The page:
20. Reward yourself.
Who doesn’t love a snack or study break? Find something you love to do for fun (like watching a video, running around outside, or playing video games), and have that be your reward for doing homework. Every time that you finish an assignment or complete one of your goals, you get to have that reward! (What a great ADHD study tip, right?) But make sure it’s not something accessible at all times. If your video game console is right next to where you’re studying, you might get distracted and begin playing games before you’ve completed your assignment. So finding someone to reward you might be the way to go. Ask your parents, siblings, or friends to hold onto the device until you’ve proven that you reached your goal or project completion. Then play away!
21. Design a plan of attack.
Sometimes thinking about the work you have to do makes it seem so much more overwhelming than it is. Get a cool planner or notebook and write down everything that you have to do. Once it’s down on paper and not floating around in your brain, you can look at the tasks all laid out and see more easily what precisely you’ll have to complete. (Bonus: every time you finish something, you get to cross it out!)
22. Switch between subjects.
If you work on just one topic for the whole study session, it can be hard to stay on track. So switch it up. Divide your homework time between different classes so that you work on smaller sections of different subjects. Make sure the content is different enough, though. Studying math for half the time and English for the rest can be good to give your brain a change-of-pace and to stay alert and focused. But studying American history for half the time and European history for the rest will seem like the same old stuff (even if it’s different). It might feel like you never changed subjects at all and might get a bit confusing.If you only need to work on one subject, though, switch it up with breaks so that you’re still getting the mix of content that your brain needs.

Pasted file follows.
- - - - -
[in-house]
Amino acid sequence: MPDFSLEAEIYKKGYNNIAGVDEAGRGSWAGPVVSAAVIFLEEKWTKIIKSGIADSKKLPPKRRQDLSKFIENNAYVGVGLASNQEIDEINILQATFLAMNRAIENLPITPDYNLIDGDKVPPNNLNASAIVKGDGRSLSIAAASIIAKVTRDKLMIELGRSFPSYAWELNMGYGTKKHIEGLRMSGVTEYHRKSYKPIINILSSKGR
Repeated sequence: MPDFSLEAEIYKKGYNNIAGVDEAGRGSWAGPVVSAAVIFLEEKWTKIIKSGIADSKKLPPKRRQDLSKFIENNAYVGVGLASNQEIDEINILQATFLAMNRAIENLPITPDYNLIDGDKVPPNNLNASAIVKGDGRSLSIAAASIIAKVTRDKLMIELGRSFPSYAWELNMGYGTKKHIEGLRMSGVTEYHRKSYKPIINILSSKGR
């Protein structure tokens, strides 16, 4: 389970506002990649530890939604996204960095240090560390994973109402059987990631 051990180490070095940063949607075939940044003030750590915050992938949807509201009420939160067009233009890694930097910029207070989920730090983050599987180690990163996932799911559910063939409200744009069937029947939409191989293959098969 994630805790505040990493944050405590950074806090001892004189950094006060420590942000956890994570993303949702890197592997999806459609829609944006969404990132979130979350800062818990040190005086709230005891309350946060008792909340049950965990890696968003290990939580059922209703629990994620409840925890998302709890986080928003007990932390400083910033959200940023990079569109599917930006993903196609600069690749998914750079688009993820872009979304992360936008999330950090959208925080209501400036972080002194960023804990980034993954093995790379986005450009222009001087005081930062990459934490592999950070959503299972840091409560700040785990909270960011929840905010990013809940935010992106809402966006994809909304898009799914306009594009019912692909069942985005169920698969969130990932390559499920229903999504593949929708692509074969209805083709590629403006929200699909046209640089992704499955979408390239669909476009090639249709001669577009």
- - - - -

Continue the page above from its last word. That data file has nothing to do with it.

23. Take a nap, get a snack, or do something else.
Respect your rest just as much as your studying. When you have tons of homework to get done, it may feel like taking a nap or playing games is just a waste of time because you should be doing something else. However, that break might be just the thing you need to focus better later. While getting all your assignments done is essential, resting is just as important, so if you’re feeling too distracted, tired, or unmotivated to finish your work, take a break and come back to it later.
The best way that you find to focus on homework and studying could be different than these suggestions. Let go of your expectations and try out different study spaces, memorization techniques, and methods for concentration to find what’s best for you. After all, your ADHD is unique to you, and discovering your most efficient way to study is a process of trial-and-error.
If you still can’t focus well despite trying different study practices, it might be a good idea to consider getting evaluated for learning disabilities. (Dyslexia, for example, is common for people with ADHD.) It’s also a good idea to look into what accommodations your school or workplace can provide or to find your own resources online or through those you know who also have ADHD.
This article was written by Cambria Pilger.